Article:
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Italian Islands Scuba Diving

by Nick Lucey


Italian Islands image courtesy of Diving Center La GorgoniaIt’s the birthplace of the Renaissance, a mecca of design, art, architecture, fashion, romance and cuisine. It’s proudly perched on the interface between the Old World and the new wave. But Italy, projecting into the Mediterranean Sea like a long haute-couture boot, also tempts divers with an extremely long coastline, myriad islands and warm, clear water inviting you to slip beneath the surface. What are you waiting for? Go now! 


Italian Islands Image3 Courtesy of Blu Infinito Diving CenterSardinia

Sardinia—Italy and the Mediterranean Sea’s largest island—is known for three things: its beaches, the clarity of its water and colorful underwater scenes. You can get there by ferry or plane, but for diving, you'll want to try St. Elmo’s Rock, a dive site with caves and caverns that encompasses nearly all the species you could encounter in the entire Mediterranean as well as the famous Secca del Papa with its imposing granite and fish life dancing around the rocks. 

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Italian Islands Wreck Image Courtesy of Under HundredSicily  

Sicily, Italy’s largest island, offers many opportunities to dive in some of the country's warmest water. Off the coast of Aci Trezza are three tall column-shaped islands, called the Ciclopi Rocks where, according to legend, Polyphemus threw those stones at Ulysses. In addition to the dark volcanic rocks, colorful basalt and huge sea fans, you'll have the chance to see wrecks, dating from Roman times all the way through the two World Wars. 

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Italian Islands Elba Image Courtesy of Talas Diving CenterIn the Tuscany Archipelago, Elba is the island made famous by Napoleon’s nearly year-long exile. But for divers, the island offers much more welcoming possibilities like pelagic animals and breathtaking drop-offs. Check out Punta di Fetovaia, a dive site marked by red, white and yellow gorgonians, lobsters, barracuda and pelagic fish, as well as schools of chromis and grouper. 

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Italian Islands Fish Image Courtesy of Blu Infinito Diving CenterRome 

Isole Pontine, an archipelago between Rome and Naples that includes Ponza and Ventotene Islands, is a volcanic archipelago. Because it was formed as part of an ancient volcano, the area offers interesting topography for divers, including caves, caverns, grottos and a wreck. Some interesting dive sites include Relitto Santa Lucia (the wreck of the Saint Lucia), La Secchitella, Punta Falcone and Punta dell’Arco.   

Italian Islands Image2 Courtesy of Blu Infinito Diving CenterFind a PADI Dive Center or Resort near Rome  


Depth: Varies widely depending upon destination and dive site but can range from shallow to 40 metres/130 feet.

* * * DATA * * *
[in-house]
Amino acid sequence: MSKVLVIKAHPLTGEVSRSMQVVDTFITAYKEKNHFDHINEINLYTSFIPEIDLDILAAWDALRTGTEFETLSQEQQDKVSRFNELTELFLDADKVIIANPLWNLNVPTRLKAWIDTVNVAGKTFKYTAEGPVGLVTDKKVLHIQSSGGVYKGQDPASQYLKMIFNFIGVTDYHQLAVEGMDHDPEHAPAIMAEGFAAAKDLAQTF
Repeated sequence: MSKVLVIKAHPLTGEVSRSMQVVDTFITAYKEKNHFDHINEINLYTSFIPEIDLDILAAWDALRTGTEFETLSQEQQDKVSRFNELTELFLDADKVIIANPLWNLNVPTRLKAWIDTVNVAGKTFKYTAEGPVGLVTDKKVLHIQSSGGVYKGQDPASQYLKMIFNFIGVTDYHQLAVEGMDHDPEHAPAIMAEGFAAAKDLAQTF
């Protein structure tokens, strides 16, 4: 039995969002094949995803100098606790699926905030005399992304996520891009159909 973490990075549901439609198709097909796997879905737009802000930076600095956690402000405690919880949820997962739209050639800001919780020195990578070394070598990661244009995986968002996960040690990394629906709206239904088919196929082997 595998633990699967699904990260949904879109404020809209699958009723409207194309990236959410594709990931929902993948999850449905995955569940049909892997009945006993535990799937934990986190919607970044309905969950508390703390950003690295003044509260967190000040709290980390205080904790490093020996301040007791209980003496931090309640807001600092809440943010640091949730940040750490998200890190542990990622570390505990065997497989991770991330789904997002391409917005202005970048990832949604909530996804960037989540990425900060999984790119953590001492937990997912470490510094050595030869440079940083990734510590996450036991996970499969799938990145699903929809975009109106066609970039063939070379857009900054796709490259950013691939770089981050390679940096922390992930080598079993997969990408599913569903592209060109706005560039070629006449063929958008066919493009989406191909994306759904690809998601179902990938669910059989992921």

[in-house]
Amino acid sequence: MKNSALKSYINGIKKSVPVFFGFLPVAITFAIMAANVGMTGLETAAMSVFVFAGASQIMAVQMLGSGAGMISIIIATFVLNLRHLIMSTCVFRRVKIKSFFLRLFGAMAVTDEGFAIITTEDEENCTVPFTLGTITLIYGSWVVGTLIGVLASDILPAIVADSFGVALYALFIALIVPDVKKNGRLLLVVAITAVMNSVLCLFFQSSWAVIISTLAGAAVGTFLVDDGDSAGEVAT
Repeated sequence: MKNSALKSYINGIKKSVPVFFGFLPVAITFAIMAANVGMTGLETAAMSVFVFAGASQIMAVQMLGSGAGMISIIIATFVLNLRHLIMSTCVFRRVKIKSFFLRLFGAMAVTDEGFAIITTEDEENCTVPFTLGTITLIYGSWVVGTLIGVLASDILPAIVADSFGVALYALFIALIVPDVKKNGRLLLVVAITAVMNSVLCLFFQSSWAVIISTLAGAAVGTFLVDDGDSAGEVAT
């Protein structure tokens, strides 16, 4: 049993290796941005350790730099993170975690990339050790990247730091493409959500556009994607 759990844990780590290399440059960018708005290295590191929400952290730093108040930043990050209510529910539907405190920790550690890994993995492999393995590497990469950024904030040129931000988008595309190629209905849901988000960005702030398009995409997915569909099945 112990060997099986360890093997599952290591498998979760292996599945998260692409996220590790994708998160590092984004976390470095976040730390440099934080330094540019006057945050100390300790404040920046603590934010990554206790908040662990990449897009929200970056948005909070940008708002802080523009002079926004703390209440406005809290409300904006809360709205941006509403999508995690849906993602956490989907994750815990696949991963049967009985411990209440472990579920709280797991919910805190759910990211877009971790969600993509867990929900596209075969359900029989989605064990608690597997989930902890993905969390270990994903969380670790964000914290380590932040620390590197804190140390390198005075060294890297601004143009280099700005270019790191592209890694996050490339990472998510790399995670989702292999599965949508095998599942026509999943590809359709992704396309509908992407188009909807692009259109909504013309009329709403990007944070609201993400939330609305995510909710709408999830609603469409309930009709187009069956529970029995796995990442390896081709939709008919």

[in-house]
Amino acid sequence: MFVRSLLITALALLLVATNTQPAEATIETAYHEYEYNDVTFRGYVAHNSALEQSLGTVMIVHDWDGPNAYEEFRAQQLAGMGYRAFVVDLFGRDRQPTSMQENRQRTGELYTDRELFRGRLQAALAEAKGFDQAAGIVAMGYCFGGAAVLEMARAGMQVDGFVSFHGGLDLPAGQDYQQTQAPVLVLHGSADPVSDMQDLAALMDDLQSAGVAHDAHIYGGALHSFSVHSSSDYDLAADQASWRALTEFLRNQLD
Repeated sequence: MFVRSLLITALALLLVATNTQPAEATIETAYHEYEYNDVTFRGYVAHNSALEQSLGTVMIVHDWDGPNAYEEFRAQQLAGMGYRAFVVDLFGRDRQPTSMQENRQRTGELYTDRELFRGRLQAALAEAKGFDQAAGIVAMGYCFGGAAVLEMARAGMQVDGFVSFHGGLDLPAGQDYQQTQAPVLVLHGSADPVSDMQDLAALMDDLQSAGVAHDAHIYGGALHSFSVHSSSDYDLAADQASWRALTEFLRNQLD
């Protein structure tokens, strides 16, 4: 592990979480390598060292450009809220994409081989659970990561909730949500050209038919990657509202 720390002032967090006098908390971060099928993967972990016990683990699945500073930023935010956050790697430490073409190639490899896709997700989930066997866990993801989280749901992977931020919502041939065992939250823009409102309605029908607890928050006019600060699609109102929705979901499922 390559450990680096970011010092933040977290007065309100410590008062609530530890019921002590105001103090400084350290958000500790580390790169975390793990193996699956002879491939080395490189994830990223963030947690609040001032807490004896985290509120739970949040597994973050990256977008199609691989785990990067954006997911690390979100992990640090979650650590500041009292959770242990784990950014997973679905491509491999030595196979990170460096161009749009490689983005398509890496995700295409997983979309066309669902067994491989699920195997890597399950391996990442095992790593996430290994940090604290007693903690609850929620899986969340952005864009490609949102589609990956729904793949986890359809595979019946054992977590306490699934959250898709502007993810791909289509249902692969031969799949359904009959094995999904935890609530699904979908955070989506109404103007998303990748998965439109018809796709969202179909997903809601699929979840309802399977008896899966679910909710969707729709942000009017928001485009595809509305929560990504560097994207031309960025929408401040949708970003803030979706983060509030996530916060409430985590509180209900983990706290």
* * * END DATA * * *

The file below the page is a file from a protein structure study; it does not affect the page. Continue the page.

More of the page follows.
Visibility: Ranges widely, but you'll find some of the best off Italy’s Mediterranean islands up to 50 metres/165 feet.

Italian Islands Eels Image Courtesy of Blu Infinito Diving CenterCurrents: Can range from nonexistent to strong, depending on location.  

Water Temperature: From 15-25° C/60- 80° F, depending on time of year, location and depth.  

Dive Season: The peak season runs from April to October, but you can dive throughout the year. August can be crowded on the larger islands.

Weather: The weather in Italy is typically mild by European standards, but can vary widely by location. Expect an average winter low of 3° C/38° F and winter high of 13° C/55° F. Summer average lows are approximately 18° C/64° F and summer highs are about 29° C/85° F

Italian Islands Scorfano Image Courtesy of Talas Diving CenterAccess: Most international flights arrive at Rome’s Leonardo da Vinci (FCO) or Milan’s Malpensa (MXP) airports. You’ll then more than likely connect with a regional airport, and public transportation is always a safe option.   

Skill Level: Divers of all skill levels will find something to enjoy when diving Italy.  

Scuba Gear: Most Italian dive centers hire gear, but it's always comfortable to have your own.   

Italian Islands Image Courtesy of Blu Infinito Diving CenterLength of Stay: A week to 10 days is ideal for taking in both the underwater topside sights.  

Featured Creatures: You'll find typical Mediterranean life like congers, nudibranchs, lobster, with colorful corals, gorgonians and sponges.   

Language: Italian, of course! English is also widely spoken in the major tourist areas.  

Currency: Euro.  

Transportation: Whether you take a train, ferry, car, bus or plane, transportation around Italy is relatively easy.   

Italian Islands Image courtesy of Under HundredMajor Airports: Leonardo da Vinci-Fiumicino Airport (FCO) outside of Rome and Milan's three airports (Milano Malpensa Airport – MXP, Linate Airport — LIN and Caravaggio Airport Bergamo Orio al Serio — BGY) are among Italy’s busiest. You can also fly into airports like Palermo Airport (PMO) on Sicily, Cagliari-Elmas Airport (CAG) on Sardinia, and others.  

Religion: Predominantly Roman Catholic.  

Italian Islands Pappagallo Image Courtesy of Talas Diving CenterElectricity: Electricity in Italy runs at 230V/50Hz and primarily uses a plug with two or three rounded pins (Type C, Type F and Type L).

Tipping: Is not mandatory and is not included in the bill. It depends on your level of satisfaction but is appreciated.  

For more information, visit the Italian Tourism Official Website.  

Want to know more? Visit for further information on thousands of dive sites, marine species, destination essentials and more. 

Nick Lucey was an editor at Scuba Diving Magazine for 15 years and now hosts a dive travel television show called Into the Drink.